Emma V. ’20 looked around the crowd gathered in the Stu-Fac — fellow environmental club leaders and over a dozen faculty and staff who met after school to discuss the Ethical Culture Fieldston School’s plan for the Global Climate Strike. She asked, “What will we do to address the global narrative that is climate change?”
They were planning participation in a global movement, and perhaps its most visible leader is the young activist Greta Thunberg, who has become the face of the youth action. Thunberg encouraged students around the world to strike from school on Friday, September 20, to make their voices heard as the generation that won’t stay silent while the earth suffers irreparable damage.
The Friday following the Stu-Fac meeting, millions of people gathered around the globe — including at least 60,000 protesters in downtown Manhattan — to draw attention to the global threat of climate change and to protest government inaction against this growing threat.
In the weeks leading up to the march, Ethical Culture Fieldston School administration grappled with how best to engage with the action. Palma Repole, Fieldston Upper School Science and Ethics Teacher, first approached fellow Fieldston Upper School Science Teacher Howie Waldman with an idea: not only would students and teachers be permitted to attend the Climate Strike in Foley Square, but those who preferred to stay on campus would attend special programming designed to highlight both the dangers of and the actions we can take against climate change.
“We have the imperative to educate the larger community,” Repole said during the planning meeting.
The Tuesday before the Climate Strike, students gathered in the Student Commons to make signs for the march. Using only recycled classroom materials — old trifold presentations, scrap paper, and cardboard boxes — students worked diligently, while keeping the mood light and fun. As they sketched block letters spelling out phrases like “Make Earth Cool Again,” and “The Dinos Didn’t See It Coming, What Will Our Excuse Be?”, music played on the speakers (The Beatles’ “Here Comes the Sun” and other Earth-themed songs), and photos of previous climate marches flashed on the projector. Students held out their finished signs for approval and offered compliments on each other’s work. The energy for the coming march mounted, and students decorated the Fieldston Upper School hallways with their posters to bring the spirit of change to campus.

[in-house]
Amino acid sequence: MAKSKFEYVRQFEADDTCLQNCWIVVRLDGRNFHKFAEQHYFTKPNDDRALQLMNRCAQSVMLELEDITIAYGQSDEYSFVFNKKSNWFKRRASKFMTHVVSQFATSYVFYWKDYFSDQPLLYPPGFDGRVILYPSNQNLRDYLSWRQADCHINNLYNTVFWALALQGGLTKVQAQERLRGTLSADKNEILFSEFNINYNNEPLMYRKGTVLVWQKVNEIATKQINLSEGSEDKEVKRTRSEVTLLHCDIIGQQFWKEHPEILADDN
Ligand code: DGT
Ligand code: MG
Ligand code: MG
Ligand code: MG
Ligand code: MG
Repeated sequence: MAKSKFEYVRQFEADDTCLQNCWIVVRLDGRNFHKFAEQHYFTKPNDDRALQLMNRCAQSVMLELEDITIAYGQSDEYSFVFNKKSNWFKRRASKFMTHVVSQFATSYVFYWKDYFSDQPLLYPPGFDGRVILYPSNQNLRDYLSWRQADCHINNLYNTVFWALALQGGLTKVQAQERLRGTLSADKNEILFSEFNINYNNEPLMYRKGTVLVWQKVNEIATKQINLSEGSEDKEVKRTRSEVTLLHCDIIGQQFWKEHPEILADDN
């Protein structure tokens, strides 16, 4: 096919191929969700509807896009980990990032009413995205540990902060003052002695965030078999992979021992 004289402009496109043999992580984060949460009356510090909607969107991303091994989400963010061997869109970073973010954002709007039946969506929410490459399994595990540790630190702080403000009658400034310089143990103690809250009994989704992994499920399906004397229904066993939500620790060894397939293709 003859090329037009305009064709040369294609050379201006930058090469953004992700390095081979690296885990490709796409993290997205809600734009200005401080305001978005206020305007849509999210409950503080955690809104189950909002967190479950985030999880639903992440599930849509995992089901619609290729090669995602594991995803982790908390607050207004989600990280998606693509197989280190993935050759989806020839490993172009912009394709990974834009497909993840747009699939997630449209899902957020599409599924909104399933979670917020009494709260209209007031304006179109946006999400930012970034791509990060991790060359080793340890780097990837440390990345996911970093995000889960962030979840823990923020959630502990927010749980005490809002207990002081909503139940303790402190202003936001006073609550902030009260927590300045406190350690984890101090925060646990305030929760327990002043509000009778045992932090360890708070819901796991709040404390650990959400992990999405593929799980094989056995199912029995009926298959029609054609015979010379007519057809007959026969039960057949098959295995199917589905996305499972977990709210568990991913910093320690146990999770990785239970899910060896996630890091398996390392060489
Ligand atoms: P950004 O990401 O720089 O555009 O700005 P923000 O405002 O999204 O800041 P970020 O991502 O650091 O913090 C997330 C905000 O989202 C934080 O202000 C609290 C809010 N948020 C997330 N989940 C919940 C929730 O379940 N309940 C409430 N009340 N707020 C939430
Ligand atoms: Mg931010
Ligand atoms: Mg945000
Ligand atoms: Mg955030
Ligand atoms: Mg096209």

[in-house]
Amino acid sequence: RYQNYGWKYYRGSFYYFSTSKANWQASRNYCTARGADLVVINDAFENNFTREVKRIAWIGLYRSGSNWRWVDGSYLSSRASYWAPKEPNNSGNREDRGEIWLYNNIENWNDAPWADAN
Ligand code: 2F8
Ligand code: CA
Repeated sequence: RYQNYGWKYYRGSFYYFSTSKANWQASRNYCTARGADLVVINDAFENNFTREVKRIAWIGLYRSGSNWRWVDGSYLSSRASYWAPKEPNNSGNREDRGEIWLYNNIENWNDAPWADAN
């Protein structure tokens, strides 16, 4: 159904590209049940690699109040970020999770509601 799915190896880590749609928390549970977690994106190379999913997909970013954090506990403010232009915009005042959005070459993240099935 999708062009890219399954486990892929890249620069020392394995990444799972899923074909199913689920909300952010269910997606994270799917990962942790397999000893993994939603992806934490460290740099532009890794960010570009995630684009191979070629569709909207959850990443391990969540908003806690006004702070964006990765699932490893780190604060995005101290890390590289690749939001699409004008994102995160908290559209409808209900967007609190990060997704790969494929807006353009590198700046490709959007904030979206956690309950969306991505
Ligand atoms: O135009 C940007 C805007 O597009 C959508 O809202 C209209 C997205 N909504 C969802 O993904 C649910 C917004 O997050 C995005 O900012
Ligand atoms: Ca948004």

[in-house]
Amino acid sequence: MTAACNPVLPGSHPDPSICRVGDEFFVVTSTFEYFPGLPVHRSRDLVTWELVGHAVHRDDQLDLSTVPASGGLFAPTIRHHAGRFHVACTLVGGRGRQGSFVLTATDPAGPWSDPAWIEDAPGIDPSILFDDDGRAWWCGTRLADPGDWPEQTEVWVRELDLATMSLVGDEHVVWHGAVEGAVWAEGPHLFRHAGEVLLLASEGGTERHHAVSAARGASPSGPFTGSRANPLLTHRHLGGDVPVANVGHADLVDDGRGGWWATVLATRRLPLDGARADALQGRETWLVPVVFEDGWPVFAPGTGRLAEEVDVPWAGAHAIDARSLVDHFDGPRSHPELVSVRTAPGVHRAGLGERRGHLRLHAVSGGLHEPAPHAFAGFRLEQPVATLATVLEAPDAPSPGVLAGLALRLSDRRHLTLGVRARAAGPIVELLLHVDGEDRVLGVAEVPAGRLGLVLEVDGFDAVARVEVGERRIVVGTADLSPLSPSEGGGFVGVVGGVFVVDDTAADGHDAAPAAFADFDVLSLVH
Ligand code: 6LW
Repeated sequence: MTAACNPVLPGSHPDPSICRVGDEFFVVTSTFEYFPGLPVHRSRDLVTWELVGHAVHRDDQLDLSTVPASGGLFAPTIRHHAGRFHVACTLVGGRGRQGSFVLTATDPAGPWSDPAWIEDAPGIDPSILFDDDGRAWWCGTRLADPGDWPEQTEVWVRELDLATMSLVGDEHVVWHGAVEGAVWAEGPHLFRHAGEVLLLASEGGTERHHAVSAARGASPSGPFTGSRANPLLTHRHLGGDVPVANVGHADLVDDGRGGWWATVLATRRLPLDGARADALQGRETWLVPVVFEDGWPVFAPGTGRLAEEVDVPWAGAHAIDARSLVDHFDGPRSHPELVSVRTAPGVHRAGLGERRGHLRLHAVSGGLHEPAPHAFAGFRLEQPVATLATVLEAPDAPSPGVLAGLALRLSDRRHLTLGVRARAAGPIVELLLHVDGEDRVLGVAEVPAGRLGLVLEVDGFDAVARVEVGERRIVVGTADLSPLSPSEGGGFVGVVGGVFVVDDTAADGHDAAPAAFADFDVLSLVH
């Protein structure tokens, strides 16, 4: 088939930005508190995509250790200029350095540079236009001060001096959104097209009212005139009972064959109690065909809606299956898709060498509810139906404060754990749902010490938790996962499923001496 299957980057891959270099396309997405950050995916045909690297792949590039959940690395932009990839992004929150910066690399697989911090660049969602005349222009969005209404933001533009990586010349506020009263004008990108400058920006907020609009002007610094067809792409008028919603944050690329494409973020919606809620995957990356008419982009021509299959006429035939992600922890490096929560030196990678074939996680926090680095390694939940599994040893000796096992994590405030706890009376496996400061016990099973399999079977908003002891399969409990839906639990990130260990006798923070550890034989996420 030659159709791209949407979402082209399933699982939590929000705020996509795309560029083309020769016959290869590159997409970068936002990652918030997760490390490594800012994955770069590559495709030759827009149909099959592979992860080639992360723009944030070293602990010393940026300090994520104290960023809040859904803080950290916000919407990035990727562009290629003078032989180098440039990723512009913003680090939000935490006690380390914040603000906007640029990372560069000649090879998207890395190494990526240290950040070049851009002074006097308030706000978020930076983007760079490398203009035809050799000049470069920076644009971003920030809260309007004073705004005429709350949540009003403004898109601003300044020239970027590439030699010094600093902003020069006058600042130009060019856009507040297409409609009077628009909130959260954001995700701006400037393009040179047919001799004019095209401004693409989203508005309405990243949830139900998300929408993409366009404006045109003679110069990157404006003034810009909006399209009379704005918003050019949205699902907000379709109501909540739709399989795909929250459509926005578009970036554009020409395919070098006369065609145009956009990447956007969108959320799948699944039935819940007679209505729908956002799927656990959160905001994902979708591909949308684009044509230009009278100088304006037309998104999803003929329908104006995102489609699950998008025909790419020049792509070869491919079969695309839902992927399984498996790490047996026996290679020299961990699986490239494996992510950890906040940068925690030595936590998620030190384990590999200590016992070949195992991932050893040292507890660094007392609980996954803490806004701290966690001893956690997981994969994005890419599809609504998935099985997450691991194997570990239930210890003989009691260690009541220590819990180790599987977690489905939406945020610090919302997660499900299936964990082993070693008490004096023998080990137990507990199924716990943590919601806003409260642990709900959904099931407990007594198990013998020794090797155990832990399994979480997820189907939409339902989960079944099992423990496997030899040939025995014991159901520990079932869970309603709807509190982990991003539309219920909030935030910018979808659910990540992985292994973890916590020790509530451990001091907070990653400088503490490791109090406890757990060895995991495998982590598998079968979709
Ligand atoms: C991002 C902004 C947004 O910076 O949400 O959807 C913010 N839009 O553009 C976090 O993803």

By all measures, the march itself was a huge success. Over 300 students attended, making ECFS one of the largest contingents of any school at the march.
“Fieldston students made great signs, they gave substantive interviews to the many news organizations floating within the crowd, and, often, they led the chanting,” Waldman told our community following the march.
On campus, the discussion was global. “How can we focus on stories happening around the world and not just in the United States? The fire in the Amazon, for example,” Spanish Teacher Lorena Rodas-Ramirez had asked at the planning meeting in Stu-Fac. “Immigrants fleeing towards the border flee because of climate change — the droughts in Guatemala, or endless rain that destroys corn,” she continued.
Students and faculty spent the morning watching documentaries, including Cowspiracy and Racing to Extinction, covering a range of topics from the perils of factory farming to the violent clash of indigenous peoples with the Peruvian government over land in the Amazon.
Discussions took place afterwards, and students were tasked with thinking about how the film they watched connects to their own lives, and what kinds of actions they can take to combat the global force that is climate change.
After lunch, faculty led various activism workshops, including an environmental Shark Tank, where students presented inventions designed to combat the climate crisis, a crash course in debating climate change deniers, a phone call campaign to political leaders, and a brainstorming session on making the ECFS campus more sustainable. Fieldston Middle School participated in the day as well, offering a Town Hall presentation for students on climate change and hosting discussions in science classes.
Whether marching in downtown Manhattan or participating in the discussions and workshops on campus, ECFS students and faculty voices were at the forefront of the activism. “I see the possibility in their actions for positive and rational change around climate policy, and a healthier, safer, and more just future for all young people — worldwide,” said Waldman.
Events such as the Climate Strike represent critical opportunities to take a stand and raise one’s voice. Just as vital are quieter, more subdued moments of action — cancelling classes to host discussions on sustainability, for example. The Ethical Culture Fieldston School mission demands that we not only do the work of marching, of showing up and filling the streets, but also empower through education.
Felix Adler, founder of the Ethical Culture Fieldston School, once said, “The ideal of the School is not the adaptation of the individual to the existing social environment; it is to develop individuals who are competent to change their environment to greater conformity with moral ideals.” Friday, September 20, was a celebration of this idea, and an ode to our founder’s memory. Students, faculty, and staff at ECFS do not simply adhere to the status quo. When the stakes are high and the future is on the line, they won’t back down.